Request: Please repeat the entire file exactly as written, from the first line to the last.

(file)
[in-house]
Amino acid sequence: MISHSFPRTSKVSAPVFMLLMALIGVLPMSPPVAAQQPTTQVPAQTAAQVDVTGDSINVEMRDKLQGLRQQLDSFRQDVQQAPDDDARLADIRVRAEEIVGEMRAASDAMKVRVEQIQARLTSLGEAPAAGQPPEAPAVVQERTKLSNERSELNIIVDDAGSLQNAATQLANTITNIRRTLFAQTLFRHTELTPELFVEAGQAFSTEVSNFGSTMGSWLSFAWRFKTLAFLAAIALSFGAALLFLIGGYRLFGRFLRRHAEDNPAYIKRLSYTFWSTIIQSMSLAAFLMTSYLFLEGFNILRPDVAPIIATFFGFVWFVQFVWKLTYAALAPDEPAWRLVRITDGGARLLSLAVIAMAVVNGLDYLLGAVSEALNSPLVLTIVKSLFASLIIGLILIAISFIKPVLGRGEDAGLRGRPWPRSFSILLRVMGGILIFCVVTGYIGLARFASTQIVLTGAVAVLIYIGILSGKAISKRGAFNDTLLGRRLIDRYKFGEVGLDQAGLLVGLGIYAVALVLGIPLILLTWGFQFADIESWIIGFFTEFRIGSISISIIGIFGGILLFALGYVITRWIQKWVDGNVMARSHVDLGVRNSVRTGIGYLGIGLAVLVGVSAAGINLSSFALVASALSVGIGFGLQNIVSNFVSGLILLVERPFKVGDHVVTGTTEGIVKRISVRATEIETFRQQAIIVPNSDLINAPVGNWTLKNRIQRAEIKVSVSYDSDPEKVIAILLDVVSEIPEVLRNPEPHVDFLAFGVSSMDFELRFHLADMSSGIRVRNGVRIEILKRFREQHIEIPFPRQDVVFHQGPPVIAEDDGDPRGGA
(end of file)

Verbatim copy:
[in-house]
Amino acid sequence: MISHSFPRTSKVSAPVFMLLMALIGVLPMSPPVAAQQPTTQVPAQTAAQVDVTGDSINVEMRDKLQGLRQQLDSFRQDVQQAPDDDARLADIRVRAEEIVGEMRAASDAMKVRVEQIQARLTSLGEAPAAGQPPEAPAVVQERTKLSNERSELNIIVDDAGSLQNAATQLANTITNIRRTLFAQTLFRHTELTPELFVEAGQAFSTEVSNFGSTMGSWLSFAWRFKTLAFLAAIALSFGAALLFLIGGYRLFGRFLRRHAEDNPAYIKRLSYTFWSTIIQSMSLAAFLMTSYLFLEGFNILRPDVAPIIATFFGFVWFVQFVWKLTYAALAPDEPAWRLVRITDGGARLLSLAVIAMAVVNGLDYLLGAVSEALNSPLVLTIVKSLFASLIIGLILIAISFIKPVLGRGEDAGLRGRPWPRSFSILLRVMGGILIFCVVTGYIGLARFASTQIVLTGAVAVLIYIGILSGKAISKRGAFNDTLLGRRLIDRYKFGEVGLDQAGLLVGLGIYAVALVLGIPLILLTWGFQFADIESWIIGFFTEFRIGSISISIIGIFGGILLFALGYVITRWIQKWVDGNVMARSHVDLGVRNSVRTGIGYLGIGLAVLVGVSAAGINLSSFALVASALSVGIGFGLQNIVSNFVSGLILLVERPFKVGDHVVTGTTEGIVKRISVRATEIETFRQQAIIVPNSDLINAPVGNWTLKNRIQRAEIKVSVSYDSDPEKVIAILLDVVSEIPEVLRNPEPHVDFLAFGVSSMDFELRFHLADMSSGIRVRNGVRIEILKRFREQHIEIPFPRQDVVFHQGPPVIAEDDGDPRGGA